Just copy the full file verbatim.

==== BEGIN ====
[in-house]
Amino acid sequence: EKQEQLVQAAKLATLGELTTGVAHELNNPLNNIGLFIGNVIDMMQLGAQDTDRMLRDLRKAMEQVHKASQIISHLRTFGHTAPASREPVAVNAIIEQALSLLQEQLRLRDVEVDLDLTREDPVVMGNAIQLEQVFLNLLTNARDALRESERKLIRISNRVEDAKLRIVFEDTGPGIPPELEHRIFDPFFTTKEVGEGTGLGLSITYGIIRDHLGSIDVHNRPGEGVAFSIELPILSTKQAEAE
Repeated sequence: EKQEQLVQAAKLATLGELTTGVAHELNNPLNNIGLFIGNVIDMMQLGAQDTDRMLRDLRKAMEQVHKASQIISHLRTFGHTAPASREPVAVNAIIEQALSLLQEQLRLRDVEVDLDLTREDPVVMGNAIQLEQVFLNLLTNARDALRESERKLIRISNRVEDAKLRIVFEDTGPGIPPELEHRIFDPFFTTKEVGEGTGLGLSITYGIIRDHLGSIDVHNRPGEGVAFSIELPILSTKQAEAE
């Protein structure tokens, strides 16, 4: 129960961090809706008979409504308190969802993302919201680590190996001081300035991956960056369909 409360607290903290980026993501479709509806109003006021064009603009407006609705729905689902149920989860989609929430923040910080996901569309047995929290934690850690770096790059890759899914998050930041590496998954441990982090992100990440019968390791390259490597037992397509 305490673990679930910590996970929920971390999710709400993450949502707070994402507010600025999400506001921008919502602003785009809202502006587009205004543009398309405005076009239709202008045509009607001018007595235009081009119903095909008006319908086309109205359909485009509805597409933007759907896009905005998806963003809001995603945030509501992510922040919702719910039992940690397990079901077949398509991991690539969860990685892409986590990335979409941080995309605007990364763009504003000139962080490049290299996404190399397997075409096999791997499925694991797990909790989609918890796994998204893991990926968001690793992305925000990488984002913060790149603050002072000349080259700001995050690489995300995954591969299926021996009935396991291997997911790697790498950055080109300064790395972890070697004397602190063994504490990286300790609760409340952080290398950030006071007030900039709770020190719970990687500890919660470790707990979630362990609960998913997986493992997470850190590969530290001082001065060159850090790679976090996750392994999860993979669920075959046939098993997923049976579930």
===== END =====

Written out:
[in-house]
Amino acid sequence: EKQEQLVQAAKLATLGELTTGVAHELNNPLNNIGLFIGNVIDMMQLGAQDTDRMLRDLRKAMEQVHKASQIISHLRTFGHTAPASREPVAVNAIIEQALSLLQEQLRLRDVEVDLDLTREDPVVMGNAIQLEQVFLNLLTNARDALRESERKLIRISNRVEDAKLRIVFEDTGPGIPPELEHRIFDPFFTTKEVGEGTGLGLSITYGIIRDHLGSIDVHNRPGEGVAFSIELPILSTKQAEAE
Repeated sequence: EKQEQLVQAAKLATLGELTTGVAHELNNPLNNIGLFIGNVIDMMQLGAQDTDRMLRDLRKAMEQVHKASQIISHLRTFGHTAPASREPVAVNAIIEQALSLLQEQLRLRDVEVDLDLTREDPVVMGNAIQLEQVFLNLLTNARDALRESERKLIRISNRVEDAKLRIVFEDTGPGIPPELEHRIFDPFFTTKEVGEGTGLGLSITYGIIRDHLGSIDVHNRPGEGVAFSIELPILSTKQAEAE
């Protein structure tokens, strides 16, 4: 129960961090809706008979409504308190969802993302919201680590190996001081300035991956960056369909 409360607290903290980026993501479709509806109003006021064009603009407006609705729905689902149920989860989609929430923040910080996901569309047995929290934690850690770096790059890759899914998050930041590496998954441990982090992100990440019968390791390259490597037992397509 305490673990679930910590996970929920971390999710709400993450949502707070994402507010600025999400506001921008919502602003785009809202502006587009205004543009398309405005076009239709202008045509009607001018007595235009081009119903095909008006319908086309109205359909485009509805597409933007759907896009905005998806963003809001995603945030509501992510922040919702719910039992940690397990079901077949398509991991690539969860990685892409986590990335979409941080995309605007990364763009504003000139962080490049290299996404190399397997075409096999791997499925694991797990909790989609918890796994998204893991990926968001690793992305925000990488984002913060790149603050002072000349080259700001995050690489995300995954591969299926021996009935396991291997997911790697790498950055080109300064790395972890070697004397602190063994504490990286300790609760409340952080290398950030006071007030900039709770020190719970990687500890919660470790707990979630362990609960998913997986493992997470850190590969530290001082001065060159850090790679976090996750392994999860993979669920075959046939098993997923049976579930």